Project Dream: Flow Chart & Mid-term project review

Recap of Concept

“Project Dream” explores the gap between unconscious and reality. Our project is a space that recreates the different stages of sleep through various systems. A projection “showing” collected dreams will be played.

First draft:

Flow Chart

Our initial plan included a chair installed in the centre of the room, facing the projection, as a point of action that the user can make.

When the user enters the dark space, the alarms are turned on. The user can choose to sit down, which will trigger the projection to play. The alarms will go off when the specified time has passed and the alarm sounds will trigger the projection and LED lights in the room  to flicker. When the alarms are turned off, the LED lights remain on and the projection is off. No further change in the space would serve as an indication for the viewer to leave.

Mid-term Project Review – BODY STORMING

Recommended Arduino Experiments:
Due to our inexperience with Arduino, we tried 2 experiments from the projects book.

  • Light Theremin: Piezo buzzer is activated by the amount of light received by the photo-resistor. For our review, we switched the buzzer for a LED light to indicate the projection.
  • Digital Hourglass: Sets different timers indicated by LED lights, the breadboard has to be flipped to reset the system (“turning the alarms off”)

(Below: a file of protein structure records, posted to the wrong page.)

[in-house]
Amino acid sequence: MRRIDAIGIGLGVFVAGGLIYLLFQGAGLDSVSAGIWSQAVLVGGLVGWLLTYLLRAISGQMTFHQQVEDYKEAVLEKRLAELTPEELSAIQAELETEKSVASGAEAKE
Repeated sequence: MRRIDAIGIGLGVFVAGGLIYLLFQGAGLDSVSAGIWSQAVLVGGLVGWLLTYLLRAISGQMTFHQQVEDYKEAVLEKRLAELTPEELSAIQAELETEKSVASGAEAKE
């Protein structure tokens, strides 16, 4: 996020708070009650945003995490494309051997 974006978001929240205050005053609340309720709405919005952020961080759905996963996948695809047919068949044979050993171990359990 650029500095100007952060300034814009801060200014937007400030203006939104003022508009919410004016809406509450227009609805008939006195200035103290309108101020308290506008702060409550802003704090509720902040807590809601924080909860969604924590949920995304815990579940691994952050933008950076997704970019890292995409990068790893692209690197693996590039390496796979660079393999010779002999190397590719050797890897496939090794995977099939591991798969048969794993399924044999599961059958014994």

Process in midterm project review:
The viewer enters the room and the timers (alarms) of the digital hourglass is triggered. When the user sits down on the chair, the light the photo-resistor receives changes, triggering a projection to play “dreams” [when the LED light of the light theremin project goes off and video is played]. After a certain time passes, the alarms go off [when the LED lights of the digital hourglass turn on] and triggers a response from the projection and lights in the space. When the user turn the alarms off [flipping the breadboard], the system resets.


  • Unpredictability of the user: “What if the viewer does not sit on the chair?”
  • Focus on Narrative – What information or image do you want to present to the viewer?
  • Systems are too complicated – How can you guarantee that the user will follow each action?

– Instead of using a chair as a point of action, we are considering the use of a measure (heart-rate or motion) to trigger the projection.
> for example, if the heart-rate reaches a constant, it will trigger the projection to play
– Instead of a video, we can use text to represent a dream through story-telling.
> Using processing to collect dreams and display them
– Build an alarm system that can be turned off and reset

Project Development – Brainstorming & Proposal


Exploring the concept of interstice as dreams – metaphorical gaps between reality

Dreams occur during our sleep, where we are unconscious and not in control of what we see. They are often forgotten and seemed to serve no concrete purpose as compared to our conscious reality. Dreams cannot be recalled to its full detail and experience without conscious effort. While its narrative holds no limits, be it a joyful or horrific experience, it serves as an escape from our routine daily life.